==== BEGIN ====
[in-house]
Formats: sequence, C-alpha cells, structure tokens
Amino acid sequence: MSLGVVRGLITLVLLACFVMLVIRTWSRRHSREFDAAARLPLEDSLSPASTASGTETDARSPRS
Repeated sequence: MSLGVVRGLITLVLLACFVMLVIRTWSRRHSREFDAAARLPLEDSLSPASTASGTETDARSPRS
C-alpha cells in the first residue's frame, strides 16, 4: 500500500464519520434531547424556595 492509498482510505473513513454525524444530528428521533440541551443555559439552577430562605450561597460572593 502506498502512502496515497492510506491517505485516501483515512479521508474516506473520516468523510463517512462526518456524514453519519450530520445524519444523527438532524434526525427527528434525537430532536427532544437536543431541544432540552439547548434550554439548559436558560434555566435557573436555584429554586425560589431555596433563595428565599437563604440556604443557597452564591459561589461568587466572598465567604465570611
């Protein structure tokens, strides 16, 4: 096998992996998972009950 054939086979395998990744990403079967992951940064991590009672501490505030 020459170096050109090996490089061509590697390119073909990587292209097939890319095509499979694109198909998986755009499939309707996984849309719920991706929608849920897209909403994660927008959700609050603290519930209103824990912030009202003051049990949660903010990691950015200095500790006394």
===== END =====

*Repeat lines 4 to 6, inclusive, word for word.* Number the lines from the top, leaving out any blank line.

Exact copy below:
Repeated sequence: MSLGVVRGLITLVLLACFVMLVIRTWSRRHSREFDAAARLPLEDSLSPASTASGTETDARSPRS
C-alpha cells in the first residue's frame, strides 16, 4: 500500500464519520434531547424556595 492509498482510505473513513454525524444530528428521533440541551443555559439552577430562605450561597460572593 502506498502512502496515497492510506491517505485516501483515512479521508474516506473520516468523510463517512462526518456524514453519519450530520445524519444523527438532524434526525427527528434525537430532536427532544437536543431541544432540552439547548434550554439548559436558560434555566435557573436555584429554586425560589431555596433563595428565599437563604440556604443557597452564591459561589461568587466572598465567604465570611
């Protein structure tokens, strides 16, 4: 096998992996998972009950 054939086979395998990744990403079967992951940064991590009672501490505030 020459170096050109090996490089061509590697390119073909990587292209097939890319095509499979694109198909998986755009499939309707996984849309719920991706929608849920897209909403994660927008959700609050603290519930209103824990912030009202003051049990949660903010990691950015200095500790006394």